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Tag: IT

Stripped Naked for the Meeting

I felt completely naked as I walked into the meeting at an undisclosed building in an undisclosed city. The reception area had stripped me of the electronic gadgets that I usually carry with me. Philosophic about this I thought no more of it confident that as promised they would be returned as    I left the building. It didn’t seem to matter, well not until the meeting started.

I had no meeting papers. Usually they are sitting there waiting in a meeting filing system that is fool -proof as indeed they had been when I carefully read them the previous evening.  All of my meetings are sitting on a virtual bookshelf in nice order thanks to a piece of software developed at Waikato University called Stellar Library. It is a lifesaver in a life punctuated with meetings.

But, no gadget, no papers. They printed off another set.

Then we reached a part of the meeting where I was asked for some detail about the project. No problem, I have a complete set of project papers with me. No! Wait a minute, they are in the same gadget as the meeting papers – different software but efficient nevertheless. But forget efficiency when you don’t have the gadget. I suggested that I phone the office for a set to be sent through to someone who was allowed a gadget. But of course I didn’t have the phone to send either a voice message or a text message.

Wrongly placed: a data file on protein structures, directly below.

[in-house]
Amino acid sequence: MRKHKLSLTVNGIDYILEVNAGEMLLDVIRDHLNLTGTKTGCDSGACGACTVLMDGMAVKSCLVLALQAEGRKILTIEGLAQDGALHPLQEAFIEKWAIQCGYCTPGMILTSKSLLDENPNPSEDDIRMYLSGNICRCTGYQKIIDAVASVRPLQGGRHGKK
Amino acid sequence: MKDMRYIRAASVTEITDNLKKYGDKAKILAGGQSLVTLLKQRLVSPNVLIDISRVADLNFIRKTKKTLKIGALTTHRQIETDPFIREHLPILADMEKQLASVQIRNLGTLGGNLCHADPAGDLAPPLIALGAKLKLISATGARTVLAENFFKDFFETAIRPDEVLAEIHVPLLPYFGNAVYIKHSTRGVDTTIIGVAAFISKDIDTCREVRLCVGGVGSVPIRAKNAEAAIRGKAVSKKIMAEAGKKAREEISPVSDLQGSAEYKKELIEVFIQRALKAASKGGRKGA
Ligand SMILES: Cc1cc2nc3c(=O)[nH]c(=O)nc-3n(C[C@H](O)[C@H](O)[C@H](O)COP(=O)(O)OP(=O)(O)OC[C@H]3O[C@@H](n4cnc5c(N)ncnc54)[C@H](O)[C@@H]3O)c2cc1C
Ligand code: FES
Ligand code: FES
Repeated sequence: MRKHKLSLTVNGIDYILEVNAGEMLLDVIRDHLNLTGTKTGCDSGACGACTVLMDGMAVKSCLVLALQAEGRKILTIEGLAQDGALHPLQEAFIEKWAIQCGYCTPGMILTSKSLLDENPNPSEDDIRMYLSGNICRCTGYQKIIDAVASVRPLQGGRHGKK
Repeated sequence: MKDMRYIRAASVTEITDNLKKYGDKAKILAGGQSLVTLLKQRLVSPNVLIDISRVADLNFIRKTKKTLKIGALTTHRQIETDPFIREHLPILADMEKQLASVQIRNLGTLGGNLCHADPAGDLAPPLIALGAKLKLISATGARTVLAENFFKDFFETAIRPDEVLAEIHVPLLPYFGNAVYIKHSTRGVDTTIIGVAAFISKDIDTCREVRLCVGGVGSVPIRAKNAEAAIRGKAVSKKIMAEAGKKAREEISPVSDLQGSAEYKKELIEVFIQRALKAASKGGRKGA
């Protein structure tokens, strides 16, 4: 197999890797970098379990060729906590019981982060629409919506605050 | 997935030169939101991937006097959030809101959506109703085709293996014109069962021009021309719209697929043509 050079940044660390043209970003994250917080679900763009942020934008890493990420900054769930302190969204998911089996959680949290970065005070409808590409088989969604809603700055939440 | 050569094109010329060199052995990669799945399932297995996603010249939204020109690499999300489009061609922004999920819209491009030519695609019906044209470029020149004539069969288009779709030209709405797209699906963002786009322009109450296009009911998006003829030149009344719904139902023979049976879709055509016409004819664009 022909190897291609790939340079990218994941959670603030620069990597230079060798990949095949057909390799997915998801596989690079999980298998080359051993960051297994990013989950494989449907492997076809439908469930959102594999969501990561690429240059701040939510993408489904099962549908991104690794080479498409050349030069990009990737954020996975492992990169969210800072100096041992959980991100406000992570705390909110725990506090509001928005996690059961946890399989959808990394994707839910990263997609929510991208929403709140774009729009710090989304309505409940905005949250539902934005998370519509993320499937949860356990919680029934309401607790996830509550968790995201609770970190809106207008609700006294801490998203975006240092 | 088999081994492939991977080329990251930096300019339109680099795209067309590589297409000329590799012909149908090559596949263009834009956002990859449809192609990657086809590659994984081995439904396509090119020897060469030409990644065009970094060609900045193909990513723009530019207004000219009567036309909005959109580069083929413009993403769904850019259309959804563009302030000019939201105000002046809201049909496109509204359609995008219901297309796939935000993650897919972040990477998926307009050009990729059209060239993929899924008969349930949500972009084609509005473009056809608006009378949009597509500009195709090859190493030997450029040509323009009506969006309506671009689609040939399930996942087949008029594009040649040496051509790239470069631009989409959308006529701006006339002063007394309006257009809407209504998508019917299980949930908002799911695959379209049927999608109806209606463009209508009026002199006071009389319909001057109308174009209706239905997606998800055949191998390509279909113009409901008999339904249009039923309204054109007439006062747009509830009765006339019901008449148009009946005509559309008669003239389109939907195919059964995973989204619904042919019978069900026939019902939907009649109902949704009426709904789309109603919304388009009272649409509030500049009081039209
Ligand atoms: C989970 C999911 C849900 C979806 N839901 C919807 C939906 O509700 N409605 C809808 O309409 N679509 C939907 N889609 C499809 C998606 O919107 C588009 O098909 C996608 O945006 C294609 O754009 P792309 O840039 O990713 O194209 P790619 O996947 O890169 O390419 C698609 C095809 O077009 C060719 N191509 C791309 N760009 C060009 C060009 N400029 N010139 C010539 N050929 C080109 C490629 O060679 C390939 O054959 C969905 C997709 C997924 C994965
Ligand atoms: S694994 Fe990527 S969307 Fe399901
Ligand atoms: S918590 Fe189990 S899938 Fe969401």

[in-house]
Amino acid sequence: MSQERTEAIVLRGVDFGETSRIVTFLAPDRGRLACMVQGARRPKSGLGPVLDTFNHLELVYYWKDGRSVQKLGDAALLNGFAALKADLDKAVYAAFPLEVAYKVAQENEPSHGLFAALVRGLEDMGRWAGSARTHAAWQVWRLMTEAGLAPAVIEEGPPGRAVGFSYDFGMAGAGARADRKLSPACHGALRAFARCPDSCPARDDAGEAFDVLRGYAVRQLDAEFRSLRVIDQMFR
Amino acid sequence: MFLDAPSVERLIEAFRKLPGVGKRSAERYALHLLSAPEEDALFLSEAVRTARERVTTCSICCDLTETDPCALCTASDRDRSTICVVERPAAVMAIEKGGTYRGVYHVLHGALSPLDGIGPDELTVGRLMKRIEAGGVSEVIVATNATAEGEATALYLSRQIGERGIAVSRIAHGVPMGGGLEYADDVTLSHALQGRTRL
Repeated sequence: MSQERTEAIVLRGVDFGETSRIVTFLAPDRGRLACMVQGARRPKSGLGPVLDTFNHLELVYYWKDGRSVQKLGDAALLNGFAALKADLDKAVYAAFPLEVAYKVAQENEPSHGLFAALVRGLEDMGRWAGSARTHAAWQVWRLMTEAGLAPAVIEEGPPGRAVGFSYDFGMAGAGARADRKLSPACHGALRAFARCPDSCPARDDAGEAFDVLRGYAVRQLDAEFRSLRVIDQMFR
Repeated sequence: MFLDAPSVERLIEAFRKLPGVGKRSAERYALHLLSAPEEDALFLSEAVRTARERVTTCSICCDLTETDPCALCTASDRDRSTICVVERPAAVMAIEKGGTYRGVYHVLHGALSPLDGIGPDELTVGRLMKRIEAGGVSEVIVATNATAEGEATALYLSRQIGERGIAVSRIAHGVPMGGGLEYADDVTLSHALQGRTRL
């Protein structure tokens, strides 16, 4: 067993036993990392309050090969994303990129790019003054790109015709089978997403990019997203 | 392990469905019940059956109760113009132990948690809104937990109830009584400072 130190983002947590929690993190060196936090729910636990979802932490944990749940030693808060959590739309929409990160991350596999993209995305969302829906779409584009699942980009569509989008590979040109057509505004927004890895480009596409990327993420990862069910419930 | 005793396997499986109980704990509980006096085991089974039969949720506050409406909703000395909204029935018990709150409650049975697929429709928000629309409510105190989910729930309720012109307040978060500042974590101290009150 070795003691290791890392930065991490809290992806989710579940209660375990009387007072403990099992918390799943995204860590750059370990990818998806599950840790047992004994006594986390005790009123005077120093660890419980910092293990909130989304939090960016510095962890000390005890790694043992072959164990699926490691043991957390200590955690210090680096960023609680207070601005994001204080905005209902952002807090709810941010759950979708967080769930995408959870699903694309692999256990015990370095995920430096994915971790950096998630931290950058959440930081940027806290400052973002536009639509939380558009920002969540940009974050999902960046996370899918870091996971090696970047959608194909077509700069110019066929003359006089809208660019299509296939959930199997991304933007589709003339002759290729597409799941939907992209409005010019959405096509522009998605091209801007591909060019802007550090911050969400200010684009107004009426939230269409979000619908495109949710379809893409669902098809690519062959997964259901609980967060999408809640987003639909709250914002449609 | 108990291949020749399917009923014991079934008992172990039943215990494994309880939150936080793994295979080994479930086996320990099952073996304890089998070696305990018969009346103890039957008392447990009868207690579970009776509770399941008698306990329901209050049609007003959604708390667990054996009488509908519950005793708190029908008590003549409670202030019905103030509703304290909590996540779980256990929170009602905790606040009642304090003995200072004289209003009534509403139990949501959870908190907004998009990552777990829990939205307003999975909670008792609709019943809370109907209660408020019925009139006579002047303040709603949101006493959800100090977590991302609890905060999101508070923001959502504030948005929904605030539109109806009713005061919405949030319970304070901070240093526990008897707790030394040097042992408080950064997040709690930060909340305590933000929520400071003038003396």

They decided that it would be too much bother and take too much time and anyway the question didn’t matter all that much. This could have been a real problem but nothing could be done about it and we simply had to move on to the next topic.

It could be that we could set up another meeting. Well, that was more easily said than done – I didn’t have my phone therefore I didn’t have my diary, therefore I couldn’t ………

There is small amount of exaggeration in a quest to be apocryphal but not much – the basic facts are correct. What it underlined for me was the fact that we have become much more gadget dependent than we might imagine. There I was, by a simple request to hand over my iPad and my iPhone at the reception area, stripped of …………

  • my meeting notes;
  • my project files;
  • my diary;
  • my phone;
  • my access to text messaging.

But it doesn’t stop there. Because I didn’t have my phone, my watch no longer notified me of all those things that digital gadgets like to notify us of. All it could do was tell the time and state the date!  I often take notes on the iPad which can then be quickly shared with others. A quick snap with the camera on the phone can capture a diagram on the whiteboard or the screen and again save a lot of time.  These things are no longer gadgets, they are the tools we use.

You see the convergence of connectivity and our reliance on these things has changed the way we work, despite perhaps trying not to we have become very reliant on them. I remember a staff member saying to me once when we experienced a power cut that closed down the networks (actually it didn’t – just shut off the screens and the CPUs) that “We may as well go home, we can’t do any work!” That was quite wrong because at that time filing was still a physical process and there was plenty of that. There were people to see, and so on.